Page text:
Solar power and wind power are projected to become the top two sources of electricity globally within the coming century (well, within the coming few decades). Both have tremendous benefits and have become cost-competitive. In fact, they are even the cheapest options for new electricity capacity in many markets.
However, they both have one notable weakness. Solar panels and wind turbines can only create electricity when the sun is shining and when the wind is blowing, respectively. This doesn’t make them uncompetitive, but it is a weakness that brings down their level of competitiveness, especially in certain markets.
The wonderful thing, however, is that the sun and the wind are extremely complementary. In fact, there’s a reason for that. Very sunny months tend to be less windy and very windy months tend to be less sunny. Take a look at this chart of German electricity production from solar panels and wind turbines from Zayed Future Energy Prize winner Fraunhofer:
“Due to the country’s climate, high solar irradiance and high wind strength have a negative correlation in Germany. With an installed capacity of 30 GW of PV and around 30 GW of wind power in 2012, the amount of solar and wind power fed into the grid by September 30 of that year rarely exceeded the 30 GW mark (Figure 29: ). Therefore, limiting feed-in from solar and wind at a threshold value of nearly half the sum of their nominal powers does not lead to substantial losses. A balanced mix of solar and wind power generation capacities is markedly superior to the one-sided expansion that would be brought about through the introduction of a competitive incentive model (e.g. the quota model).”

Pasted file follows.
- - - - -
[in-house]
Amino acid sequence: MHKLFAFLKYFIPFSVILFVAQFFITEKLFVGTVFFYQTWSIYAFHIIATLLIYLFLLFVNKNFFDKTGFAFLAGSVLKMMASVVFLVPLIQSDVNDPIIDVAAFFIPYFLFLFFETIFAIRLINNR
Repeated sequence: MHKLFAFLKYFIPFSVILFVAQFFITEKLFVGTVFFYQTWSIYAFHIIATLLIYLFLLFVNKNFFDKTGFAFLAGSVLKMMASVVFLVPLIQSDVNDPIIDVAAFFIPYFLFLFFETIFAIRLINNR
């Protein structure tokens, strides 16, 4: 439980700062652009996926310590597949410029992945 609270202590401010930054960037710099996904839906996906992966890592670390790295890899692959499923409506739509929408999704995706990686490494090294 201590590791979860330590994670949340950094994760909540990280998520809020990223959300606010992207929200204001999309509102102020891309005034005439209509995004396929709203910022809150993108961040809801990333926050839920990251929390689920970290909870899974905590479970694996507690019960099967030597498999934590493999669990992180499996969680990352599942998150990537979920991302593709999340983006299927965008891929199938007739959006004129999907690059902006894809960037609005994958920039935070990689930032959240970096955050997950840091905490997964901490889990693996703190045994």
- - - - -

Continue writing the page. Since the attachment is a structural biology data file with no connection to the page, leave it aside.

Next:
This is a rather subtle but very important point. In many places, rather than heavily incentivizing one form of these renewable energy sources (e.g., solar) and not another (wind), it’s important to incentive both somewhat equally, since they help each other.
Of course, this depends on the climate a bit, but the complementary nature of wind and solar power is common in regions around the world.
Originally published on Sustainnovate.